A more desirable situation would be to have highly attractive food sources maturing at different times throughout the Fall to attract and hold bucks once they reestablish from their summer ranges.  Having brassica plots next to plots of peas, oats, with winter wheat and rye, and additional plots of standing corn or beans provides the deer a consistent food source that are all utilized and desirable at different times.

Appropriate food plot timing mixed with a year or two of persistent and deliberate doe management can create a property that will lend itself to daylight use by a more mature age class of buck.  Smart hunting and careful stand access can provide opportunities for an entire season, instead of crossing one’s fingers and hoping to catch a rutting buck during the first two weeks of November.

-Reuben Dourte



food plot

Plot Screens

Often a hunting property in laid out in a way that the cabin or residence is located in such that it makes accessing the property in an undetected fashion incredibly difficult.  On our property in New York, the cabin is situated at the center of the property overlooking a large open field.  The public road runs through the center of the property along the edge of the field.  This situation is less than ideal for a number of reasons, but back when the property was purchased we didn’t consider things like road frontage and dwelling location to be a liability to our hunting efforts.

The first and most obvious problem with a large amount of road frontage along an open food source is the risk of poaching.  Certainly we aren’t immune to this, but I don’t think a whole lot of it occurs in our immediate area.  Maybe its naivety on my part, but our ground is visible to a trusted neighbor and it would be bold for someone to be shooting deer from the road at this location, much less retrieving them.  If you have an open field along the road that is completely out of sight of any neighbors and your frequency to the property is limited, or pattern-able by poachers, you may want to consider methods to hide these food sources from public view.

A more often overlooked problem with road frontage, or a less than ideal cabin location, is the access routes you must use to go to and from your treestand.  If a deer is feeding in an adjacent alfalfa field early in the morning as you attempt to leave the cabin en route to your favorite stand, you have a high likelihood of bumping that deer off the food source and pressuring your deer herd before you ever get the chance to hunt them.  Depending where you are going and where you are pushing the deer to, you may very well be spooking the deer you are trying to hunt before it is even shooting light.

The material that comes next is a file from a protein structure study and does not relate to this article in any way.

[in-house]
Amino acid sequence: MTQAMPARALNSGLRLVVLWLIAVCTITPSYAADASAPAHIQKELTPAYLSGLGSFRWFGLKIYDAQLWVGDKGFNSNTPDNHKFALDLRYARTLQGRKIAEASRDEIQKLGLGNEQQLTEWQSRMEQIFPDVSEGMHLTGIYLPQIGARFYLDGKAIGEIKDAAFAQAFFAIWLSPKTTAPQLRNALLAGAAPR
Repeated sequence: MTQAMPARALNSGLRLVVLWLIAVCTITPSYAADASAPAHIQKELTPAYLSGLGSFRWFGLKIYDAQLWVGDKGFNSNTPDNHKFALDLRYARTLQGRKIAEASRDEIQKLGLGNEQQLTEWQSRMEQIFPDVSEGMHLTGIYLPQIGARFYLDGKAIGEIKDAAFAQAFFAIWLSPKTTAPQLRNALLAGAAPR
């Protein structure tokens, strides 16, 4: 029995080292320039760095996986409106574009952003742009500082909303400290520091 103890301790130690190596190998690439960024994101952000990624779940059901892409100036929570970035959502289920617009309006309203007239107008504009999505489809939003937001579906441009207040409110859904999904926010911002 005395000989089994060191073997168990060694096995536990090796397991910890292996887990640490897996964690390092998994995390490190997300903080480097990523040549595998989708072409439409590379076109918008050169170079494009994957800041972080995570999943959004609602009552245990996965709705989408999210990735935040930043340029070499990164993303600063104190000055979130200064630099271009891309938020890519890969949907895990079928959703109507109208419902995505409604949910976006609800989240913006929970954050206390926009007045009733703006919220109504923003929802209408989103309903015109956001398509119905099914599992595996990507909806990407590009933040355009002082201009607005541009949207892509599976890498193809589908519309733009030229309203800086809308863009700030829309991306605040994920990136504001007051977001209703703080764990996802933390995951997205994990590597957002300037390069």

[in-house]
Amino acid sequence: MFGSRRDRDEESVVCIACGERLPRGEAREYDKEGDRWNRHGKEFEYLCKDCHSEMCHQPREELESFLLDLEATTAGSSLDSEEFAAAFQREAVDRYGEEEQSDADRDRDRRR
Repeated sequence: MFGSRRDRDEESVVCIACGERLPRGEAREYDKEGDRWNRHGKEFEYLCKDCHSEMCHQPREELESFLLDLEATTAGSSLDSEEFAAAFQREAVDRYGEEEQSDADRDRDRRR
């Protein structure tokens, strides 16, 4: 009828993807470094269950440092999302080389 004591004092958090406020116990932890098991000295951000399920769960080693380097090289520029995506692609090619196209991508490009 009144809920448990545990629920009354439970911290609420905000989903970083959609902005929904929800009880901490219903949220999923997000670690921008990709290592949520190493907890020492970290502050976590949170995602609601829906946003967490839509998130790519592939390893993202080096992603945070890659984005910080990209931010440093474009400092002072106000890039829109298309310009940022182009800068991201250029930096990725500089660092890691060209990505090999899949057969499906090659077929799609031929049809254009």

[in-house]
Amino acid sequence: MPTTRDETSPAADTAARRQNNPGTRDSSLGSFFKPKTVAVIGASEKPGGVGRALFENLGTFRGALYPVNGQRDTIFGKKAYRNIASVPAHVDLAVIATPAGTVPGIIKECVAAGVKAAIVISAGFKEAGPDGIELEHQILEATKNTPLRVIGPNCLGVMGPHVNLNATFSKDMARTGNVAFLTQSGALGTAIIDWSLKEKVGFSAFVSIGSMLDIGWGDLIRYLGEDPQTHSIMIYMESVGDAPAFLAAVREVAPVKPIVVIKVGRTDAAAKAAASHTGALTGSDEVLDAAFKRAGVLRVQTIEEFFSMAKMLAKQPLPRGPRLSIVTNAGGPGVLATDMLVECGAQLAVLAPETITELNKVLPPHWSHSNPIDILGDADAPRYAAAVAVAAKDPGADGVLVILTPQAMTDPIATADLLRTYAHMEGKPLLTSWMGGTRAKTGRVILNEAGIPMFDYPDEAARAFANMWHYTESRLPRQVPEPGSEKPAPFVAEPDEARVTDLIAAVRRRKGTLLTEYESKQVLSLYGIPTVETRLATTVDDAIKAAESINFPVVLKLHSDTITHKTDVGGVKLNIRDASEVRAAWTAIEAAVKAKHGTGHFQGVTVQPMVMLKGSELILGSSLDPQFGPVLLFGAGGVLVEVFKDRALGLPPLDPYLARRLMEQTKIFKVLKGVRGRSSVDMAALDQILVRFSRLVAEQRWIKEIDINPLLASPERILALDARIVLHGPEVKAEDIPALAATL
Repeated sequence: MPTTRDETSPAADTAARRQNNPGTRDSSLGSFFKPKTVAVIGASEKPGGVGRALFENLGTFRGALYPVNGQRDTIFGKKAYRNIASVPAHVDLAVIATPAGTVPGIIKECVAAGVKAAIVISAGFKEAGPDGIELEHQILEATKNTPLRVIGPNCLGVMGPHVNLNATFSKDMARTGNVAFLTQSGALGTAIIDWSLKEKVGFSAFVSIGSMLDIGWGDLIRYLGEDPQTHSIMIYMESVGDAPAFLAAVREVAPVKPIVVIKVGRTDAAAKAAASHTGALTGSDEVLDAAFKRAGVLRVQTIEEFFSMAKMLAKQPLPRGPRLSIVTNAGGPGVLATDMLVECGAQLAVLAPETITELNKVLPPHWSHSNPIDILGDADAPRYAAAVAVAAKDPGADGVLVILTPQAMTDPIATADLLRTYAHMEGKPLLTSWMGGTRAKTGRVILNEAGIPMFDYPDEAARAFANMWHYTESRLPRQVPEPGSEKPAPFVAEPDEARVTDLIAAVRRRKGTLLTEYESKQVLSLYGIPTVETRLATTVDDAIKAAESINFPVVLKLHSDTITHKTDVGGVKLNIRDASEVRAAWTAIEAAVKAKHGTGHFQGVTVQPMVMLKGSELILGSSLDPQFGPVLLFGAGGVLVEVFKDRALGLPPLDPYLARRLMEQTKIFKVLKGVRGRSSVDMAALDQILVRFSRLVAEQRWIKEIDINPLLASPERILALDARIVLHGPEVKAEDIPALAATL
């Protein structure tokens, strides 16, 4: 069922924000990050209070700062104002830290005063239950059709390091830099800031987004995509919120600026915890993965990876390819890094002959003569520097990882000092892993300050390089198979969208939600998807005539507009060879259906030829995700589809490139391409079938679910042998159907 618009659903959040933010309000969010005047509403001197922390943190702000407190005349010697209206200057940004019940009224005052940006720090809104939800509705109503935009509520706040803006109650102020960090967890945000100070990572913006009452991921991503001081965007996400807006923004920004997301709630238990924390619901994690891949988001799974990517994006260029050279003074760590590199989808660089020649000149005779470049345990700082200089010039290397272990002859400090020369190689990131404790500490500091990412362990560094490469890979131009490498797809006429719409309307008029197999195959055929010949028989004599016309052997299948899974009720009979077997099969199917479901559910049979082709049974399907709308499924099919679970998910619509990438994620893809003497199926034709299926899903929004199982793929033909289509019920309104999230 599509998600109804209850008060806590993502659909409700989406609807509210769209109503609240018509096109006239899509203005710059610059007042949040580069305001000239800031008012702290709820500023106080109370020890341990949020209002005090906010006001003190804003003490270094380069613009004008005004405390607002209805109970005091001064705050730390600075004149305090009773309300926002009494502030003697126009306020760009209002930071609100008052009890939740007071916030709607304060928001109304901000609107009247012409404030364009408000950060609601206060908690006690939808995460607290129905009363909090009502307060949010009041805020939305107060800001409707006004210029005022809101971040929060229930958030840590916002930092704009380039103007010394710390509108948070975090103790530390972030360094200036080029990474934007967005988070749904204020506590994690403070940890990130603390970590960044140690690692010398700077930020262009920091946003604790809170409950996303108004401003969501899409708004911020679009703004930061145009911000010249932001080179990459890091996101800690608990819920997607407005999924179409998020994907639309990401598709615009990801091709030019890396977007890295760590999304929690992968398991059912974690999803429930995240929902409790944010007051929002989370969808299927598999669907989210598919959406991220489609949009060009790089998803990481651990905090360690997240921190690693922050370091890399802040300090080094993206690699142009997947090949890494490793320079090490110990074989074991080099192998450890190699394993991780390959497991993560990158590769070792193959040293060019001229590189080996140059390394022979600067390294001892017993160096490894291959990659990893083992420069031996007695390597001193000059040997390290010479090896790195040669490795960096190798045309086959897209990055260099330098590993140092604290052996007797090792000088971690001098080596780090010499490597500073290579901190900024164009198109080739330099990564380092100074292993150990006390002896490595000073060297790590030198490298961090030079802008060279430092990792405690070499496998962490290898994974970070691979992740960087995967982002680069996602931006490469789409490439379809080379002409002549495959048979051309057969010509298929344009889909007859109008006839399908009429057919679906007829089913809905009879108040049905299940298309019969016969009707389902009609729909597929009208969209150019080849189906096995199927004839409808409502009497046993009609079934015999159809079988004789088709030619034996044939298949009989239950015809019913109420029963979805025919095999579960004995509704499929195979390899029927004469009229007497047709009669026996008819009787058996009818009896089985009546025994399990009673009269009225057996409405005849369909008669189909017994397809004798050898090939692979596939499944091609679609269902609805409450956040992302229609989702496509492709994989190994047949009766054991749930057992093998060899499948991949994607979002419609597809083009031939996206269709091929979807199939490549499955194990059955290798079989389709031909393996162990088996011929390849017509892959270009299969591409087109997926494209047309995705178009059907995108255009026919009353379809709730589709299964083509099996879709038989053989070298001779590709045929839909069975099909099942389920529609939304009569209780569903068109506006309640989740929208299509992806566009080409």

Access routes through timber can often be strategically planned in order to avoid deer dense areas.  You may be able to access a stand early in the morning before most deer have returned to their bedding areas within the cover or you may be able to wait until well after dark to leave you stand, when the deer have moved out into the destination food sources.  The problem arises when you are attempting to access an area that is either extremely close to bedding or requires you to traverse an open area before you are able to get to the stand location you want to hunt which may further into the cover.  This is where screening cover can be a game changer.

Food plot and field screens can allow you to skirt open areas while remaining undetected by deer that are in relatively close proximity to your travel route.  Like side cover in a thick bedding area, screens can make a small property hunt bigger by allowing you to access more of the property without applying pressure to the deer herd you are trying to hunt.  When accessing your stands it is important to avoid detection from sight, sound and smell.  If the quiet, downwind approach to your best travel corridor leading to a micro food plot requires you to traverse an open field that is overlooked by a bedding ridge, the deer you want to intercept during your hunt have likely seen you and moved out of the area before you have a chance to set foot in your stand.  However, by planting a ten foot wide screen of Egyptian wheat that may grow to 10 or 12 feet, you can potentially give yourself the hidden access you need to get in and out of more sensitive stand locations.

Egyptian wheat is an annual that grows to full height in just a few months.  Late May to mid June plantings work best for most areas.  Perennial grasses or shrubs, like switchgrass of evergreen trees, take longer to establish but can often be planted in layers with Egyptian wheat so that you have a screen while your perennials mature.  Deer also do not eat Egyptian wheat which is a benefit to establishing an adequate stand.  Having a screen that attracts deer to it is the opposite of productive and if you have a high deer density, you screening cover can be eaten, leaving you with an exposed access route once again.  Because Egyptian wheat is cheap and the seed goes a long way, it is also a good economical alternative for roadside screens to cut down on poaching or even pressure from legal shining. Screens can give the added benefit of providing deer with security to feed in small plots during daylight hours.  Instead of providing a wide open field which requires a deer to commit to exposing themselves for hundreds of yards, small food plots can be secluded through the use of plot screens and you can capitalize on deer movement patterns which are influenced in part by the added sense of security this visual barrier provides.

One of your number one objectives should be defining low pressure stand access routes on your hunting properties.  If you have the ability to make alterations to the property, screens along food plot and food source edges can be a vital tool in accomplishing low impact sits this fall.  The less unwanted encounters with deer on the way to and from the stand the better.  This serves to keep the local herd in an undisturbed food to bed pattern and allows you to potentially enjoy more daylight mature buck movement on your properties.

Have you tried planting plot screens to aid in your stand access?  Email me your thoughts at

-Reuben Dourte

Note: You can find Egyptian Wheat seed at